2 January 2007 Passing an honour guard and welcomed with applause from staff, former Republic of Korea Foreign Minister Ban Ki-moon took over formally as United Nations Secretary-General today with a call for collective action to address a host of international crises from Sudan’s Darfur conflict to the nuclear programmes of Iran and North Korea.
Mr. Ban, who succeeded Kofi Annan to become the eighth UN Secretary-General as the New Year came in on 1 January, smiled broadly as he entered the towering landmark building housing UN Headquarters on New York’s East River, where he paid tribute at the memorial for UN personnel who have fallen in the line of duty.
“I am very much overwhelmed by all this warm welcome,” he told a crowd of reporters. “Your presence this morning is a vivid proof that the United Nations is much alive in the front line addressing all the challenges and issues and trying to give hope to all the people around the world,” he said.
“I start my day as Secretary-General of the United Nations with much expectations and hope and promise and I need your strong support. I start my duty at a daunting time in international affairs starting from Darfur to Middle East, Lebanon, Iran, Iraq, North Korea, many other crises that trouble our world,” he added, stressing that these issues need to be addressed collectively.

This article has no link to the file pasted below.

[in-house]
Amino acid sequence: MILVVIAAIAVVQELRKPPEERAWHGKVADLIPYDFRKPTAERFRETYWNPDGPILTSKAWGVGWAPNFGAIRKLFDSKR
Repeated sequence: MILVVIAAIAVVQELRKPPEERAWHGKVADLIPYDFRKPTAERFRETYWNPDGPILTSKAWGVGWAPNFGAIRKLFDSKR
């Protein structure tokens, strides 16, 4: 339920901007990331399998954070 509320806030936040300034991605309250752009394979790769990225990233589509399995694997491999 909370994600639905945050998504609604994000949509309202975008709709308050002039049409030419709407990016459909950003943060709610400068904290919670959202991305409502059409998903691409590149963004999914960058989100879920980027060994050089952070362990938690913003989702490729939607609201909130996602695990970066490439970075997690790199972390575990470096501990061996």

Answering questions, Mr. Ban said he would immediately turn his attention to the issue of Darfur more than three years of fighting between Sudanese Government forces, allied militias and rebel groups seeking greater autonomy have left more than 200,000 people dead and driven more than 2.5 million from their homes.
Asked about North Korea’s nuclear weapons programme, he said that in his former position he had been deeply involved personally and as Secretary-General he will first try to facilitate the smooth progress of the six-party talks between the two Koreas, China, Japan, Russia and the United States seeking a solution.
Asked about the hanging of former Iraqi President Saddam Hussein, Mr. Ban said the issue of the death penalty was a question for each country to decide.
“Saddam Hussein was responsible for committing heinous crimes and unspeakable atrocities against the Iraqi people,” he noted. “We should never forget the victims of his crimes. The issue of capital punishment is for each and every Member State to decide.
“As a Secretary-General, at the same time, while I am firmly against impunity, I also hope that the members of the international community should pay due regard to all aspects of international humanitarian laws. During my entire tenure, I will try my best to help Member States, the international community, to strengthen the rule of law.”